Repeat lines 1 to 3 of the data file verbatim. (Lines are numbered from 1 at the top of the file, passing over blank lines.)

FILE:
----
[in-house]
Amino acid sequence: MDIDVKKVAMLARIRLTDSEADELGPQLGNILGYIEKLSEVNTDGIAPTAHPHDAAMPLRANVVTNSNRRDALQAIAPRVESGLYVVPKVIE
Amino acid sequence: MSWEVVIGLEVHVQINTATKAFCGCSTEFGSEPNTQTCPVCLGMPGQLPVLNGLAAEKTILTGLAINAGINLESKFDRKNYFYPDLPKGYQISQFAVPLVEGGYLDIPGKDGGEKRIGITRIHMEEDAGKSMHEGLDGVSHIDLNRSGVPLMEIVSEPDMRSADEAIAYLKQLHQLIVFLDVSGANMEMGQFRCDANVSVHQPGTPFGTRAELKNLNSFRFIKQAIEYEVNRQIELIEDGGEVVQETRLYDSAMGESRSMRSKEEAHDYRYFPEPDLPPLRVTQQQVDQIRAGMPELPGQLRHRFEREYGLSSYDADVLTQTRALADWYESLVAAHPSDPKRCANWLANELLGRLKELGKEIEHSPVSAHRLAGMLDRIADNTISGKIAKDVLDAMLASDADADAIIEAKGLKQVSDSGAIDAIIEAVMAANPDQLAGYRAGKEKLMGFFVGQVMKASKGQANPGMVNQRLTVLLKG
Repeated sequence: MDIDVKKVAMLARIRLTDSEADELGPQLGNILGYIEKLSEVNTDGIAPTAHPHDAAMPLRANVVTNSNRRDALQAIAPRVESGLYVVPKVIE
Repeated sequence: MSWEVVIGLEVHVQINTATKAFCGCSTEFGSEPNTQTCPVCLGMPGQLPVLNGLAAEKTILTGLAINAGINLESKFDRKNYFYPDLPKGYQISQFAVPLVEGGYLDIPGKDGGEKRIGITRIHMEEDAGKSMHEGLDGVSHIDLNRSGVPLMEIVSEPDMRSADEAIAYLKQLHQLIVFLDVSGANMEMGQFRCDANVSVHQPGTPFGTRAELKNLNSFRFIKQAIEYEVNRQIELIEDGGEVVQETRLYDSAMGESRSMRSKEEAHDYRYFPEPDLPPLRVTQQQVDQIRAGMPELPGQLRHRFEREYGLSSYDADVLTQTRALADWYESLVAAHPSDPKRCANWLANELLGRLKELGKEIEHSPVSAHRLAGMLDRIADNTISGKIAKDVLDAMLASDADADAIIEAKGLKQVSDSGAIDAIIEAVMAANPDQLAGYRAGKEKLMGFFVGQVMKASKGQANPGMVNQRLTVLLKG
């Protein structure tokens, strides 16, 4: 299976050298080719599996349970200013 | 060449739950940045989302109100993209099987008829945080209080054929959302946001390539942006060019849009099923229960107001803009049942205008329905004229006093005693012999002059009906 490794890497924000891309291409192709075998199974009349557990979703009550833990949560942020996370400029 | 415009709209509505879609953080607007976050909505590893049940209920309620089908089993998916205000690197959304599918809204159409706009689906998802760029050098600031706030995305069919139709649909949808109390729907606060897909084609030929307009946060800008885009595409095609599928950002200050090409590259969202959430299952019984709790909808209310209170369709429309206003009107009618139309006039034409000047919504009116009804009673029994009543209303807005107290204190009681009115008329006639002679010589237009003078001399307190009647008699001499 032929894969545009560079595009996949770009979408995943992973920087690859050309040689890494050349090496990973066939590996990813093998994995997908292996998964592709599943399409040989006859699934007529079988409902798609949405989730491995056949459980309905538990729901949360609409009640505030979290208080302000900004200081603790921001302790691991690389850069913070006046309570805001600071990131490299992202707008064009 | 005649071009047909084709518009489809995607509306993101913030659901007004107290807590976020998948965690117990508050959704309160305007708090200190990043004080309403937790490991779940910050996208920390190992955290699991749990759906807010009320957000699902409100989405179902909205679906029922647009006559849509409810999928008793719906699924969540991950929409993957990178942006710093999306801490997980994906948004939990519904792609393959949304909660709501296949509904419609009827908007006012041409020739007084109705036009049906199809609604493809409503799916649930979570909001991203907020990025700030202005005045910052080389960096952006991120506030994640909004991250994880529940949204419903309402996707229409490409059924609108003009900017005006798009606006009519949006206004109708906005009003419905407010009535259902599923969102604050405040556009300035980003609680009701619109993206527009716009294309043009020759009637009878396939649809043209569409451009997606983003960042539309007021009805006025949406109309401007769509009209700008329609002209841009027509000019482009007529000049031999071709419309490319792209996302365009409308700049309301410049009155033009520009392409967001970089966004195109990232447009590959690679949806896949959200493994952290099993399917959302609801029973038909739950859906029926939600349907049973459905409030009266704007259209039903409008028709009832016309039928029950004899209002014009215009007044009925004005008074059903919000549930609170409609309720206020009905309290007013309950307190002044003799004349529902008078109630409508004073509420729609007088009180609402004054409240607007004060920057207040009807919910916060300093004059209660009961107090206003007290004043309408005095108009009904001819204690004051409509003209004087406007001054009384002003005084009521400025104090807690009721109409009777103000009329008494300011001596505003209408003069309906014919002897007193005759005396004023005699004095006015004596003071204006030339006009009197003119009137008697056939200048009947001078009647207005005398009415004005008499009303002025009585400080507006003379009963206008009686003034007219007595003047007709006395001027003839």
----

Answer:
[in-house]
Amino acid sequence: MDIDVKKVAMLARIRLTDSEADELGPQLGNILGYIEKLSEVNTDGIAPTAHPHDAAMPLRANVVTNSNRRDALQAIAPRVESGLYVVPKVIE
Amino acid sequence: MSWEVVIGLEVHVQINTATKAFCGCSTEFGSEPNTQTCPVCLGMPGQLPVLNGLAAEKTILTGLAINAGINLESKFDRKNYFYPDLPKGYQISQFAVPLVEGGYLDIPGKDGGEKRIGITRIHMEEDAGKSMHEGLDGVSHIDLNRSGVPLMEIVSEPDMRSADEAIAYLKQLHQLIVFLDVSGANMEMGQFRCDANVSVHQPGTPFGTRAELKNLNSFRFIKQAIEYEVNRQIELIEDGGEVVQETRLYDSAMGESRSMRSKEEAHDYRYFPEPDLPPLRVTQQQVDQIRAGMPELPGQLRHRFEREYGLSSYDADVLTQTRALADWYESLVAAHPSDPKRCANWLANELLGRLKELGKEIEHSPVSAHRLAGMLDRIADNTISGKIAKDVLDAMLASDADADAIIEAKGLKQVSDSGAIDAIIEAVMAANPDQLAGYRAGKEKLMGFFVGQVMKASKGQANPGMVNQRLTVLLKG